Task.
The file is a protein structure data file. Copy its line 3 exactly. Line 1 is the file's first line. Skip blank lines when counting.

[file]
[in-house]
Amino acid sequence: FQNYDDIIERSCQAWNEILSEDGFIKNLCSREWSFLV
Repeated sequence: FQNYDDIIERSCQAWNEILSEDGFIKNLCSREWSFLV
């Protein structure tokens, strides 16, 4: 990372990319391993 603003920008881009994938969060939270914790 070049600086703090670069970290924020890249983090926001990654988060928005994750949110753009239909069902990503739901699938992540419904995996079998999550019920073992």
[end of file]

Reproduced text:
Repeated sequence: FQNYDDIIERSCQAWNEILSEDGFIKNLCSREWSFLV